Former Drugs Director wins case against Inspector General of PoliceJuly 20, 2017
On Tuesday of last week, Retired Colonel Sim Turay, former Executive Director of the National Drug Law Enforcement Agency won a decisive court case brought against him by the Inspector General of Police, Francis A. Munu at the Pademba Road Magistrate Court No. 2. Sim Turay had been unlawfully arrested by the Police at his Cheryl Drive flat on Wednesday 24thMay 2017 on the instruction of IG Munu and thereafter handcuffed, and later illegally locked up at the Lumley Police Station for three days.
He only had a pair of short, trousers on and a single flip flop as he was forcefully bundled into a waiting police vehicle. While there, under the filthiest of conditions, the LUC (Local Unit Commander) of Lumley Police Division, Reuben Shyllon and the Operations Officer, ASP Patrick Kamara, alias ‘Bigger’ boasted that the Inspector General IG Munu was fully aware of Retired Colonel SimTuray’s arrest and subsequent detention.
The former Executive Director who holds a Masters degree in Law, Development and Globalization, and a LLM degree in International Law and the World Economy; and a Double- Honours degree in Politics and Geography, plus a Higher Certificate in Business Studies obtained his degrees in the United Kingdom. He is a British subject and holds a UK passport. To the shock and dismay of many Sierra Leoneans, Retired Colonel Sim Turay was humiliated and shamefully degraded by the Police on the instruction of IG Munu. While in Police detention, he was initially denied visitors, even relatives or close friends, and was also not allowed to make a phone call to anyone, including his solicitor, which is his legal right.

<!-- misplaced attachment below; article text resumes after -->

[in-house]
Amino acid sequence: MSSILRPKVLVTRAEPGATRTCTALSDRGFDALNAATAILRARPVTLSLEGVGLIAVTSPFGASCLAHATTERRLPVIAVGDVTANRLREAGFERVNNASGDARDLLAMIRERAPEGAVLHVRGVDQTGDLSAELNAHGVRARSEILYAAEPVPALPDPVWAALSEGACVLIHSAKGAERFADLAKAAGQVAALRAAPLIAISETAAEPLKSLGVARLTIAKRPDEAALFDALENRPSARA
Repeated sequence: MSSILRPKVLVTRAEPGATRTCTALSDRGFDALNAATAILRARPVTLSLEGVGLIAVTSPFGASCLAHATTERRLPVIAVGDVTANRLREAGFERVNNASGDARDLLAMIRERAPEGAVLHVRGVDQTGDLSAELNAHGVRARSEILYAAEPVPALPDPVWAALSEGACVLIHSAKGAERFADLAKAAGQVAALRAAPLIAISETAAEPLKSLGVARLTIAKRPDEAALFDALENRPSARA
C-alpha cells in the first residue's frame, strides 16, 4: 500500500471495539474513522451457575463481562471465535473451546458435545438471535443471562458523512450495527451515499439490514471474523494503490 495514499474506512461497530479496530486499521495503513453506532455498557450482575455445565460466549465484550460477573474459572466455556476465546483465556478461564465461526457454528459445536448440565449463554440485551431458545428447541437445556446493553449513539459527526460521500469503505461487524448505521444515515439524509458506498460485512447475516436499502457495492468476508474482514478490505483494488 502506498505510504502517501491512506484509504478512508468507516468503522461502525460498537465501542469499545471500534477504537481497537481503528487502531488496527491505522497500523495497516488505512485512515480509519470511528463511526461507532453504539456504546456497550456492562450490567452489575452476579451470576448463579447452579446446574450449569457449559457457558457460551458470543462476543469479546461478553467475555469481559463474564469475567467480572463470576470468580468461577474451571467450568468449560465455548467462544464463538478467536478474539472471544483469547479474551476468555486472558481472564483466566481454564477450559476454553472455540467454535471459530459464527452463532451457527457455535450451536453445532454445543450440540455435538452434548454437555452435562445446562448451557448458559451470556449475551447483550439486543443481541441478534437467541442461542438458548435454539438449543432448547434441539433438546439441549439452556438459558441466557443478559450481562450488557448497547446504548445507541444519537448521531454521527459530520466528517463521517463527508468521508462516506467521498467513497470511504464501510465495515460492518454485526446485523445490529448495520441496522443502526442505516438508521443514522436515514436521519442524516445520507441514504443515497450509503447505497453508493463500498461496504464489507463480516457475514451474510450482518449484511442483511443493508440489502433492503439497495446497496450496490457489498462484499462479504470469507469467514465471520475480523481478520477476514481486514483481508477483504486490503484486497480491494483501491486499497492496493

Retired Colonel Sim Turay decided to go on hunger strike without food or water for 33 hours until Thursday evening 25thMay 2017. He explained he had never gone through such degrading and humiliating treatment in all his life, and that he was seriously traumatized as he had never before in his life been handcuffed and locked up in a police cell. However, some of his relatives, with tears in their eyes, pleaded with him to eat something, just about anything, so he could keep body and soul together. It was for their sake that he finally decided to eat a piece of chicken leg and drank a bit of water which they had brought along for him.